Art of Science: July – Golden Memories
Science is amazing. Science is advancement. And sometimes, science is art. Each month this year Memetic Drift will feature a winning image from the University of Bristol’s Art of Science competition 2014.
It is often quoted that “all models are wrong, but some are useful” – George E. P. Box, mathematician.
A model is a simplified representation of a complex system, both in art and science. The simplification process is the source of a model’s wrongness, but also its usefulness.
Scientific models are built using what we know so far, often pulling together many strands of research. If you can get it to behave like the system it’s based on, that’s a sign you understand the key components. Then you can start pushing the boundaries. The model is ready to be tested in new situations, perhaps running experiments that can’t easily be done in the lab.
These models are “wrong” because they can never truly predict to infinite accuracy every aspect of the system. If that were to happen, you’d have a duplicate of the entire universe rather than a model of a small part of it!
Of course, models are also wrong and useful in art. Sculptors and landscapers tasked with creating large pieces will design miniature approximations first, called maquettes. They act like 3D sketches and may be physical or computer generated, but give the artist a good idea of whether a design works well and how it might be improved. And I’m sure everyone’s been made to draw those posable wooden model people at some point during their school life!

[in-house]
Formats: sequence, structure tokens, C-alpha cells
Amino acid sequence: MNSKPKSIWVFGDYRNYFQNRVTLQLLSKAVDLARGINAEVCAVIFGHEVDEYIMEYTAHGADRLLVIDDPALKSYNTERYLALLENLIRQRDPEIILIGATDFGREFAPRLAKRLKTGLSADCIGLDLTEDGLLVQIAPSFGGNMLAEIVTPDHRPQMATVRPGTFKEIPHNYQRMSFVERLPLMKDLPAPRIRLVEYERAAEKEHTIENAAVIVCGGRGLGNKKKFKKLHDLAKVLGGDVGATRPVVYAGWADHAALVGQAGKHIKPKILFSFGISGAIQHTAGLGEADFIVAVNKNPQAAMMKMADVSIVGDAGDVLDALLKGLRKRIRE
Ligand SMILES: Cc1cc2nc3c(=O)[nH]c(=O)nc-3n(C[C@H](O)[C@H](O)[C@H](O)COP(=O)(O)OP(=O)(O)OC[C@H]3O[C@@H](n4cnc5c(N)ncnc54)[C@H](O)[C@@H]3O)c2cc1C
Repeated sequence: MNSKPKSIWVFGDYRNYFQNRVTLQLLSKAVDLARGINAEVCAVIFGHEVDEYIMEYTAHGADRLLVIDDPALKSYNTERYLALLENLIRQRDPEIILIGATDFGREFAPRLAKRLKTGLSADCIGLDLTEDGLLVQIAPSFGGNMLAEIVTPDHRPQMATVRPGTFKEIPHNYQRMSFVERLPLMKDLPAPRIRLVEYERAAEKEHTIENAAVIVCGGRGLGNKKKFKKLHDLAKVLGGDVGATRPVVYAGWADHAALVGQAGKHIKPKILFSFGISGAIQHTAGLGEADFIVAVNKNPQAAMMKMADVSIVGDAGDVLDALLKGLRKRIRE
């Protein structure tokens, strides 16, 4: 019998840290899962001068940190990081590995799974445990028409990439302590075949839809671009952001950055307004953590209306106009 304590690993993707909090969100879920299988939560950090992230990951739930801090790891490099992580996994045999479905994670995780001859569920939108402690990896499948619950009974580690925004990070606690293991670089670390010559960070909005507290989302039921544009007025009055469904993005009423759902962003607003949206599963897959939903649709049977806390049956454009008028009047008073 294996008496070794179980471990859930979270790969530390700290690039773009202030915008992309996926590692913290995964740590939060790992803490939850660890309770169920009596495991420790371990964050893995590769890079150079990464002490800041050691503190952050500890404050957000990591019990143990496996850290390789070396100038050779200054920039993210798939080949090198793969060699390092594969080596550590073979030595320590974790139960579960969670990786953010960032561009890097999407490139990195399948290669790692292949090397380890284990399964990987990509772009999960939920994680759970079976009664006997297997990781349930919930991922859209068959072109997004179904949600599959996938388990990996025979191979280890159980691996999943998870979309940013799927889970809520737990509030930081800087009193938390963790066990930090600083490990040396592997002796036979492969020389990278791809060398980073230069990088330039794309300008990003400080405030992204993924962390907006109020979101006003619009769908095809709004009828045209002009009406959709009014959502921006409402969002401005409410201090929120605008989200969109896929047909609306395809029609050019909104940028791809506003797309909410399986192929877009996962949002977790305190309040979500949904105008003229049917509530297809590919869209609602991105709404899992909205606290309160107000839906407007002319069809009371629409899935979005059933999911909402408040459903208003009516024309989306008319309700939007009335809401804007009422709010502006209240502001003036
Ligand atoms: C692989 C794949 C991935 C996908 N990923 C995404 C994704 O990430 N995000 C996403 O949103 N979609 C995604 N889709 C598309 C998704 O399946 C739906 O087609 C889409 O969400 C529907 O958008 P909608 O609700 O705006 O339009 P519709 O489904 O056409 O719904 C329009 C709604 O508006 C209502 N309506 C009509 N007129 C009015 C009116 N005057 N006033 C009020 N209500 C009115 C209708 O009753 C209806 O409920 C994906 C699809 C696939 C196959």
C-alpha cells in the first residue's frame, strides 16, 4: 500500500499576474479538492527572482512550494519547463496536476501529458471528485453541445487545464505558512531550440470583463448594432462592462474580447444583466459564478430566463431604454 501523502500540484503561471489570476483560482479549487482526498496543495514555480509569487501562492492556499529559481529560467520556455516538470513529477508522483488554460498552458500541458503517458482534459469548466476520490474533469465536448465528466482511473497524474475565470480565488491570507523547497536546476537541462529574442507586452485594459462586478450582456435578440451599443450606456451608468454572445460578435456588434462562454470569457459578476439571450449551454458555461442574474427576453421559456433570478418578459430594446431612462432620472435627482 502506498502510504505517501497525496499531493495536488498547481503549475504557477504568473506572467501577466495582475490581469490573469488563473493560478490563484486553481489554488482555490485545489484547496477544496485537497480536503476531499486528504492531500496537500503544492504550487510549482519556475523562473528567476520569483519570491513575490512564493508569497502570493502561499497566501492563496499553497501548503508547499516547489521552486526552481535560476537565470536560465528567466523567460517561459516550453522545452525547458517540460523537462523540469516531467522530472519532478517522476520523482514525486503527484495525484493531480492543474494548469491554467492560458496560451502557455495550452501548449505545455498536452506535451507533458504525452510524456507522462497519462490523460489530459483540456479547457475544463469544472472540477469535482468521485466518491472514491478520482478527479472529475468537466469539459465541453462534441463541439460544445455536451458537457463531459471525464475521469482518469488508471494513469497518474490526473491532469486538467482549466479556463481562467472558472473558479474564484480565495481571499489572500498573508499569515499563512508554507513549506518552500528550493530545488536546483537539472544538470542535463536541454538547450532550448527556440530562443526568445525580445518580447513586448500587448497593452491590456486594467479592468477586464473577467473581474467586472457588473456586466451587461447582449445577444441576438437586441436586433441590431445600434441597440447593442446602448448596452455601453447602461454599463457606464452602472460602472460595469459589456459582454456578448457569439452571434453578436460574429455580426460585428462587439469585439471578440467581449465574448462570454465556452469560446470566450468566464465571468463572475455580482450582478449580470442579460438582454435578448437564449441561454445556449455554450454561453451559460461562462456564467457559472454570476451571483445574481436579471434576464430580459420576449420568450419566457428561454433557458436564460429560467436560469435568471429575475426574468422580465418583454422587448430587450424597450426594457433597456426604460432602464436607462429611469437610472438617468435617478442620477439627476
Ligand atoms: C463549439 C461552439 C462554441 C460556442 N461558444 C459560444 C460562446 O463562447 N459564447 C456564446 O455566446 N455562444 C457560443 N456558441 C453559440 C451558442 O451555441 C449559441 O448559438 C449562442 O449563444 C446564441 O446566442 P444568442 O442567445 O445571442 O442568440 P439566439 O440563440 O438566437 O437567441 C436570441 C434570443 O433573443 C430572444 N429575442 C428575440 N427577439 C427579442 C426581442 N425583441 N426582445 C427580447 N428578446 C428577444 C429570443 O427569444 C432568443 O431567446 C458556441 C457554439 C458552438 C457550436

July’s Art of Science winner is essentially a model of a model of a nerve cell in the brain. Golden Memories was created by Ullrich Bartsch from the School of Physiology and Pharmacology based on computer models from neuromorpho.org, a neuron imaging database.
Specifically, the cell is a hippocampal pyramidal cell, known to be important in memory formation. These cells were a key feature of the 2014 Nobel Prize in Medicine and Physiology. It was won for the discovery that some of these cells fire only when the animal is positioned in a certain location. This forms a kind of internal GPS within the brain that allows you to readily navigate around a familiar place.
So is this model “wrong”? Well, technically yes. Besides accuracy, Ullrich also had practical considerations. The model had to come out of the 3D printer successfully and then hold itself together and remain on the stand! But it’s useful as there’s a lot that can be learned from it, such as the huge mass of dendrites coming off the front and back. These link up to other neurons, providing the connections that gives our brain such astounding complexity.
Ullrich is currently working on the fascinating topic of sleep’s importance in memory and mental health. He wants to understand how different parts of the brain interact during sleep and how this gets disrupted in people with mental health problems.
Next month’s image might put you in stitches…
The annual Art of Science competition at the University of Bristol bridges the perceived divide between art and science, showing images which visually demonstrate that the pursuit of knowledge can be as beautiful as it is fascinating.
This year there were three prize categories; Judges’ vote, People’s vote, and Schools’ vote. Each category had a 1st, 2nd and 3rd prize, and a runner-up. Golden Memories won 2nd prize in the People’s vote. Image used with permission.